Selling With White House Fire And Fury

The spin from politicians of all hues can often be worthy of selling note. Usually in how not to frame a particular pitch.

This holiday week a trio of White House attempts to lead the agenda have been noted the globe over.

First up, the quite remarkable instance of two fake news mutineers jumping from CNN to a Facebook feed likened to autocratic regime ‘news’. Parallel to the maintaining of a supposed ‘propaganda file’. Where appreciative stories, positive achievements  and photos that show the President in good light are housed for plentiful reposting.

This reminded me a touch of corporate receptions. Where the company’s PR tries to justify their existence with a folder of favourable press cuttings for waiting visitors to flick through. Do we take heed that any reference touted can be seen as unreflective of the true user experience? Have we ran our spin through the realism wash?

Second, the flat earthers – known in Washington as climate change deniers – sent a memo round one key department suggesting altered vocab ought be now deployed. Including the helpful text;

avoid → use instead

climate change → weather extremes

climate change adaptation → resilience to weather extremes

I’ve blogged many times before on alternative terms for the potentially dreaded “change” on a bid (transmog such a cheeky favourite that it made my Sales Words Of 2016). In what circumstance (if any) could you hear yourself saying, instead of ‘let’s talk about this change’, rather, ‘let’s talk about ending these extremes’?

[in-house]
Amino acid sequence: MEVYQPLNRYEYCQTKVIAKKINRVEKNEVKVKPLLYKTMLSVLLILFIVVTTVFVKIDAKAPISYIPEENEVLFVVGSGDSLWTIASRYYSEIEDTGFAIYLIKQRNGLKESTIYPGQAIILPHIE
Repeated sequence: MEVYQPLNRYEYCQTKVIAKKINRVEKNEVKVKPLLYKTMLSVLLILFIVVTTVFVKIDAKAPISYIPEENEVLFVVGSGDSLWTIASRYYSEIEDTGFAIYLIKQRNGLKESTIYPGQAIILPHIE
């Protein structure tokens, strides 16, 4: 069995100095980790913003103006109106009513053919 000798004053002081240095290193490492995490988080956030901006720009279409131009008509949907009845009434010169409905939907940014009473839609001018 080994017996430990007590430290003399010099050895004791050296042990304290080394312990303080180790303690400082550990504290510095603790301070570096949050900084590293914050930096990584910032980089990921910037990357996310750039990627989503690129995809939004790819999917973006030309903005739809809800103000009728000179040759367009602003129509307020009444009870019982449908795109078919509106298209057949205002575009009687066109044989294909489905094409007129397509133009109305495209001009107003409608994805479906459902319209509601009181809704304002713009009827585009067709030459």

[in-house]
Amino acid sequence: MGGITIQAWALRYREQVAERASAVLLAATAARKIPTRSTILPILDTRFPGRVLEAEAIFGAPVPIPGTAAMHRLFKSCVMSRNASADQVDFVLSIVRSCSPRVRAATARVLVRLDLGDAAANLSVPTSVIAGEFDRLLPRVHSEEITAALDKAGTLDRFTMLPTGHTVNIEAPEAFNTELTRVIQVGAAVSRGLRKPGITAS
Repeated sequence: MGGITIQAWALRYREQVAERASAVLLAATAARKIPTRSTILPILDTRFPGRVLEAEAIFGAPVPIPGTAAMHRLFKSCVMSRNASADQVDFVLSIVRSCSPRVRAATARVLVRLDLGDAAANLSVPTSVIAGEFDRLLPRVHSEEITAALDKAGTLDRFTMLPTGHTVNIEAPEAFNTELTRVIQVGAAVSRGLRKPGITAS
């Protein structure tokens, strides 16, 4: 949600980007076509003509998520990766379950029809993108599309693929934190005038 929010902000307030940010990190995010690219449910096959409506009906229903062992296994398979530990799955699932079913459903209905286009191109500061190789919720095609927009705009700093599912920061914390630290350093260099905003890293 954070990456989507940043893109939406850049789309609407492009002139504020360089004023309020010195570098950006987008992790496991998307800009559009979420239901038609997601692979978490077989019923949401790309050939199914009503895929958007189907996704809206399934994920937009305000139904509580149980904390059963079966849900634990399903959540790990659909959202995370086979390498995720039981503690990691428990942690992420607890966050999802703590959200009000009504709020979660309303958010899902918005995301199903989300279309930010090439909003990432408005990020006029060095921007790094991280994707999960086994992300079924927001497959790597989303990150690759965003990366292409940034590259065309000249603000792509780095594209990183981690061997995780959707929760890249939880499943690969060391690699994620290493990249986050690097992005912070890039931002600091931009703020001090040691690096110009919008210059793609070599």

Thirdly, the phrase “fire and fury” flashed around the world. Maybe the newly in-post Donald Trump worried that he wasn’t hogging enough headlines, so dropped this adlib, just to redress.

I noted the US news networks busily debated whether or not such words had been “gamed”. Where potential impact. is (vigorously) assessed beforehand to refine the tactic. Apparently only the “mood” was discussed, leaving improvised remarks to masquerade as official policy.

Quite a lot to unpack, there. Yet the best salespeople I’ve worked with spend an inordinate amount of time planning for meetings. I’m reminded of the well-worn advice; given a set time to chop down a tree, spend at least half sharpening your axe. Such planning examines what will happen as a consequence, how the other party should feel, and how you get there. Extending to the precise movements that will best enable your desired outcome.

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